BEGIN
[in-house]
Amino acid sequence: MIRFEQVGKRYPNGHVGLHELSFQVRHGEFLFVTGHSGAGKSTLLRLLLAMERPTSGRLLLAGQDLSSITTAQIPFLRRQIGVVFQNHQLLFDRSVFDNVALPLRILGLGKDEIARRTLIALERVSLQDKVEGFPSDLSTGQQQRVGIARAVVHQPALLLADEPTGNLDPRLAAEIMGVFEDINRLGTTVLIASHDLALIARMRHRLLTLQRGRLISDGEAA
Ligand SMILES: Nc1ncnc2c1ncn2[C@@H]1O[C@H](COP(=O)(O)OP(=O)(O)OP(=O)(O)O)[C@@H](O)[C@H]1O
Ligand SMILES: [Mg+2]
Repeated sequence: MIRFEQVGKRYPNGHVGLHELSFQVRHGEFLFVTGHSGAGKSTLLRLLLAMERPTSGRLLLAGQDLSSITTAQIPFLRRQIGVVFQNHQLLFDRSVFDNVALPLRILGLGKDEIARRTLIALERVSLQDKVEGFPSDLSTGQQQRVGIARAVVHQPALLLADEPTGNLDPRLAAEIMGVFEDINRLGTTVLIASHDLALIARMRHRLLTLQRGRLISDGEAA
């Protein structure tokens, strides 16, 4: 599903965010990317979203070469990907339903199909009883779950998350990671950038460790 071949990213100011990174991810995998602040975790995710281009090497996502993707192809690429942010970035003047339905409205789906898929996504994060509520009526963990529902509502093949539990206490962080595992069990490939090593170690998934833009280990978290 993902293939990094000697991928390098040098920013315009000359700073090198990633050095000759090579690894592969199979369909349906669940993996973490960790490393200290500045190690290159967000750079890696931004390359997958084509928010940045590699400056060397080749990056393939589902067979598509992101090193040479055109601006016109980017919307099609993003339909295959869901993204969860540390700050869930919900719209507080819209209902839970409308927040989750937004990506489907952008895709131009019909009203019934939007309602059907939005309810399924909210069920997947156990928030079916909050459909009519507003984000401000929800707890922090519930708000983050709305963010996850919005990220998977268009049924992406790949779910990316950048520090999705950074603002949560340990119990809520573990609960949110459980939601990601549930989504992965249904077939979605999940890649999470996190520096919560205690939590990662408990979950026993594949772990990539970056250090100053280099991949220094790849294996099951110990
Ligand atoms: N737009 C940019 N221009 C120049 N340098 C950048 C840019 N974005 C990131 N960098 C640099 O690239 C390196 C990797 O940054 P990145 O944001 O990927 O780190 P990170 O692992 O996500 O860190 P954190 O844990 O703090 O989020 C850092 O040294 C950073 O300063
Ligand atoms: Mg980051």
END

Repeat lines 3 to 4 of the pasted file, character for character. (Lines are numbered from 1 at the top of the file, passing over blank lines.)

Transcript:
Ligand SMILES: Nc1ncnc2c1ncn2[C@@H]1O[C@H](COP(=O)(O)OP(=O)(O)OP(=O)(O)O)[C@@H](O)[C@H]1O
Ligand SMILES: [Mg+2]